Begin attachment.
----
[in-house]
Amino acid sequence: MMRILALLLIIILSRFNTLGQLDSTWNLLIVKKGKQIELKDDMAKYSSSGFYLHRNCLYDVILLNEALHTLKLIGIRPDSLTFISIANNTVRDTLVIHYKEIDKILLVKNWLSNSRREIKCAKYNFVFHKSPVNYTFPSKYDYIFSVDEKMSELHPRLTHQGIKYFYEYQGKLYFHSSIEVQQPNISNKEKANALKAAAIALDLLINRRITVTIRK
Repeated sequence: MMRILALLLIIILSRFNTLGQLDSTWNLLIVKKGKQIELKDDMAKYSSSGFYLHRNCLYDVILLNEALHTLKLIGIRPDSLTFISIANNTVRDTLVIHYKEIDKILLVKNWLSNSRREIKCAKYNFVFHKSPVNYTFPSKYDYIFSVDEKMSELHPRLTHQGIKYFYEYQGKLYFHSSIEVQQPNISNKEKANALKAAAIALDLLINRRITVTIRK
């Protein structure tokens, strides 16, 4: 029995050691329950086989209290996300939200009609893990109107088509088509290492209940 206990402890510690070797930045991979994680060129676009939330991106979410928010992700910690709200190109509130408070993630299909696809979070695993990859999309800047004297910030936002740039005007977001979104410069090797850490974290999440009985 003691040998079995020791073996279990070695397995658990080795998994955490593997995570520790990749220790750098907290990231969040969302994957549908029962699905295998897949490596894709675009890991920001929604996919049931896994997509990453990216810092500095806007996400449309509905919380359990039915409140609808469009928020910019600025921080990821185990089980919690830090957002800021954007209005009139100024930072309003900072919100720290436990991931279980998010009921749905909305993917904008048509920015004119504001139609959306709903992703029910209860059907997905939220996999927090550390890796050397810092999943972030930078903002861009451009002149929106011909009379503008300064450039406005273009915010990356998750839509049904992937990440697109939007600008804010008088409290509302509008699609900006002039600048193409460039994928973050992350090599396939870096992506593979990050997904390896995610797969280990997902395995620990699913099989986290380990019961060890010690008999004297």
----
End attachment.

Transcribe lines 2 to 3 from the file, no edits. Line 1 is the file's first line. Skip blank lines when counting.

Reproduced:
Amino acid sequence: MMRILALLLIIILSRFNTLGQLDSTWNLLIVKKGKQIELKDDMAKYSSSGFYLHRNCLYDVILLNEALHTLKLIGIRPDSLTFISIANNTVRDTLVIHYKEIDKILLVKNWLSNSRREIKCAKYNFVFHKSPVNYTFPSKYDYIFSVDEKMSELHPRLTHQGIKYFYEYQGKLYFHSSIEVQQPNISNKEKANALKAAAIALDLLINRRITVTIRK
Repeated sequence: MMRILALLLIIILSRFNTLGQLDSTWNLLIVKKGKQIELKDDMAKYSSSGFYLHRNCLYDVILLNEALHTLKLIGIRPDSLTFISIANNTVRDTLVIHYKEIDKILLVKNWLSNSRREIKCAKYNFVFHKSPVNYTFPSKYDYIFSVDEKMSELHPRLTHQGIKYFYEYQGKLYFHSSIEVQQPNISNKEKANALKAAAIALDLLINRRITVTIRK